All hail King Dollar!
Morning mid-market rates – The majors
August 13th: Highlights
- Trump continues to use trade as a weapon
- Brexit fears continue to drive Sterling lower
- Euro falls on fears over banks Turkish exposure
Dollar index at 13-month high
Trump has shown himself willing to provoke China by adding tariffs to a wide range of goods exported to the U.S by China, gambling on his belief that, in trade at least, China needs the U.S rather than vice versa. The jury is still out on that tactic.
There is a growing dispute with fellow NATO member Turkey over several issues the most pressing of which is the trial of an American Pastor charged with terrorism offences which he strongly denies. President Trump has doubled tariffs that were put in place in March on Turkish exports of metals into the U.S.
The original tariffs were a catalyst for a fall in several emerging market currencies. These latest tariffs threaten to cripple the Turkish economy as the currency has fallen by 40% in less than a month. The increased tariffs may be against WTO rules, but Turkey doesn’t have time to wait to find out.
The dollar rallied as emerging market currencies fell and the dollar index which measures the dollar’s performance versus major currencies rallied to a 13-month high of 96.45 before settling back a little to 96.32.
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Sterling crumbles despite no fresh Brexit factors
President Trump changes direction over the dollar regularly, and his rhetoric over the weekend in which he said the “mighty dollar” was crushing the Turkish Lira could be as short-lived as his view on the success of his new relationship with North Korea. A correction for Sterling based purely on a reversal of dollar strength is eminently possible.
There is little doubt that a no deal Brexit, like an ill-wind, will do nobody any good and while the comments regarding the effect of a no-deal on the economy from BoE Governor Mark Carney should be taken seriously, he doesn’t, yet, see that as his base case.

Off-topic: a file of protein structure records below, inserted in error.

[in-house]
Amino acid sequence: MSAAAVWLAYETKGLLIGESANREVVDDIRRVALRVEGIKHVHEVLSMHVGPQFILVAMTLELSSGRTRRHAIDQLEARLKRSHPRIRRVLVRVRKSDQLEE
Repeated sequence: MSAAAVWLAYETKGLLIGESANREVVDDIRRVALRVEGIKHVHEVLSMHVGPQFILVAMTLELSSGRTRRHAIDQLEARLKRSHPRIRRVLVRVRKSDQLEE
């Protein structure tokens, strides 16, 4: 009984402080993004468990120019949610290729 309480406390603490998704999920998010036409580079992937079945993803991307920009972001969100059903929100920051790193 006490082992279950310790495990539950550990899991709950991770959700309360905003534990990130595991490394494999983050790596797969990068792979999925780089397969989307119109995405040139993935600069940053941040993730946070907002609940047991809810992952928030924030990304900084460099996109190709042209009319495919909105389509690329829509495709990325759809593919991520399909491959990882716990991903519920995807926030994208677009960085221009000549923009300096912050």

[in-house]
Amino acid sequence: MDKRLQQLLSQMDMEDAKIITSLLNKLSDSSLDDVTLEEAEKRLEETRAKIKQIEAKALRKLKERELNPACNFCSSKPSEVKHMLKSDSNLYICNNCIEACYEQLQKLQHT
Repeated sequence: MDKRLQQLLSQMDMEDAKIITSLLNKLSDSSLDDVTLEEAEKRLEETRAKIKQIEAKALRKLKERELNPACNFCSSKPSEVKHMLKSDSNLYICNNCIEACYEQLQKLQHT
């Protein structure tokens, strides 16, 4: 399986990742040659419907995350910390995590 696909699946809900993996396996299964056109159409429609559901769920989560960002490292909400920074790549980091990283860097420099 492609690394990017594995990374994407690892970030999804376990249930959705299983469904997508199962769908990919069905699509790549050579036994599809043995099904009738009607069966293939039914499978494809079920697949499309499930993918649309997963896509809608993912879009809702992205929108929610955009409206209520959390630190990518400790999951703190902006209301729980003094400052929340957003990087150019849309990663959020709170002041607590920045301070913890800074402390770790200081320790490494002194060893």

As far as Brexiteer heavyweight UK Trade Minister Dr Liam Fox’s comments about a 60/40 chance of a hard Brexit are concerned, the lack of follow up they have received from fellow Brexiteers puts them in the box marked propaganda. There is far more likely to be an extension to the March 29 deadline than a no deal goodbye on that date.
The UK Parliament returns on September 4th and one of Theresa May’s first jobs will be to “steady the ship”. While she may not be believed, at least the other side of the no deal argument will have been put to rest.
There is a lot of discussion still to take place between London and Brussels before the outcome. Both sides posture and threaten but neither wants a hard Brexit to become a reality and there is still plenty of time for the pound to also recover a little poise.
Euro falls as bank’s Turkish exposure raises concerns
The euro has now fallen by 8.5% versus the dollar this year which must be ringing inflationary alarm bells at the Bundesbank if not at the ECB. ECB President Mario Draghi maintains his stoic acceptance of a weaker currency but if the pace of its fall this year accelerates then monetary policy will need to be reviewed.
The reason for the latest fall in the euro is rooted in the growing crisis in Turkey. There are concerns over Eurozone financial institutions exposure to Turkey, particularly Spanish, Italian and French banks.
Contagion is a word that hasn’t been used since the financial crisis but if the Turkish crisis spreads, Eurozone debt could be abandoned in favour of the U.S. with a consequent effect on the euro.
1.1000 remains the long-term target for the common currency versus the dollar and that level could be a line in the sand for the ECB who may be forced into action at least verbally at first.
Have a great day!
About Alan Hill
Alan has been involved in the FX market for more than 25 years and brings a wealth of experience to his content. His knowledge has been gained while trading through some of the most volatile periods of recent history. His commentary relies on an understanding of past events and how they will affect future market performance.”